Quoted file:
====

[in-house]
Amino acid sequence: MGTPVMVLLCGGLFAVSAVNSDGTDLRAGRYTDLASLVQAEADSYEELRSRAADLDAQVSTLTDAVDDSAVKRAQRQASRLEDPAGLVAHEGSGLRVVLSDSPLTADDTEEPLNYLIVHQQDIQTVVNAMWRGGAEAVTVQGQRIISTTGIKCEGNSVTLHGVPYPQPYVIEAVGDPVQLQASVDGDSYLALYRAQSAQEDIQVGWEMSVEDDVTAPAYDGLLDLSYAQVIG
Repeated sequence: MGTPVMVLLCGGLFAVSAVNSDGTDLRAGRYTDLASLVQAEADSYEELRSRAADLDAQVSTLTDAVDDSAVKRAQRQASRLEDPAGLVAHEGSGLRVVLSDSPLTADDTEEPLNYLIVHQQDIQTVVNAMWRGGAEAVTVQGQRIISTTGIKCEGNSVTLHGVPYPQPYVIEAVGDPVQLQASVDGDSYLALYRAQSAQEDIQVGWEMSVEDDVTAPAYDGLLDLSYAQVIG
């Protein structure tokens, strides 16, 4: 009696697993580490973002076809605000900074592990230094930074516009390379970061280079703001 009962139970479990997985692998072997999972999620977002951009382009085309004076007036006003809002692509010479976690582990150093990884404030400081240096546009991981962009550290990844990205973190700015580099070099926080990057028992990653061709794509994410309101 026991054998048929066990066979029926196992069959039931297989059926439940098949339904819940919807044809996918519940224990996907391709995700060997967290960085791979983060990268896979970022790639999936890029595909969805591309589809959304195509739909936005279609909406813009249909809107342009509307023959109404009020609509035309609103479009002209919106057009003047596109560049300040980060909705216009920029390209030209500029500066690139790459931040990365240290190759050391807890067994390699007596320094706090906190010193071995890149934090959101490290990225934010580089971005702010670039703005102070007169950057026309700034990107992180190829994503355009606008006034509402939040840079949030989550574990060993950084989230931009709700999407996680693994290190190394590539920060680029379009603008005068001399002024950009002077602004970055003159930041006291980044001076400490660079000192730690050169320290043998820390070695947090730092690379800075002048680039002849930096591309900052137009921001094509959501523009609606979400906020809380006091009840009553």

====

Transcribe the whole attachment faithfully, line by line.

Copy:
[in-house]
Amino acid sequence: MGTPVMVLLCGGLFAVSAVNSDGTDLRAGRYTDLASLVQAEADSYEELRSRAADLDAQVSTLTDAVDDSAVKRAQRQASRLEDPAGLVAHEGSGLRVVLSDSPLTADDTEEPLNYLIVHQQDIQTVVNAMWRGGAEAVTVQGQRIISTTGIKCEGNSVTLHGVPYPQPYVIEAVGDPVQLQASVDGDSYLALYRAQSAQEDIQVGWEMSVEDDVTAPAYDGLLDLSYAQVIG
Repeated sequence: MGTPVMVLLCGGLFAVSAVNSDGTDLRAGRYTDLASLVQAEADSYEELRSRAADLDAQVSTLTDAVDDSAVKRAQRQASRLEDPAGLVAHEGSGLRVVLSDSPLTADDTEEPLNYLIVHQQDIQTVVNAMWRGGAEAVTVQGQRIISTTGIKCEGNSVTLHGVPYPQPYVIEAVGDPVQLQASVDGDSYLALYRAQSAQEDIQVGWEMSVEDDVTAPAYDGLLDLSYAQVIG
């Protein structure tokens, strides 16, 4: 009696697993580490973002076809605000900074592990230094930074516009390379970061280079703001 009962139970479990997985692998072997999972999620977002951009382009085309004076007036006003809002692509010479976690582990150093990884404030400081240096546009991981962009550290990844990205973190700015580099070099926080990057028992990653061709794509994410309101 026991054998048929066990066979029926196992069959039931297989059926439940098949339904819940919807044809996918519940224990996907391709995700060997967290960085791979983060990268896979970022790639999936890029595909969805591309589809959304195509739909936005279609909406813009249909809107342009509307023959109404009020609509035309609103479009002209919106057009003047596109560049300040980060909705216009920029390209030209500029500066690139790459931040990365240290190759050391807890067994390699007596320094706090906190010193071995890149934090959101490290990225934010580089971005702010670039703005102070007169950057026309700034990107992180190829994503355009606008006034509402939040840079949030989550574990060993950084989230931009709700999407996680693994290190190394590539920060680029379009603008005068001399002024950009002077602004970055003159930041006291980044001076400490660079000192730690050169320290043998820390070695947090730092690379800075002048680039002849930096591309900052137009921001094509959501523009609606979400906020809380006091009840009553």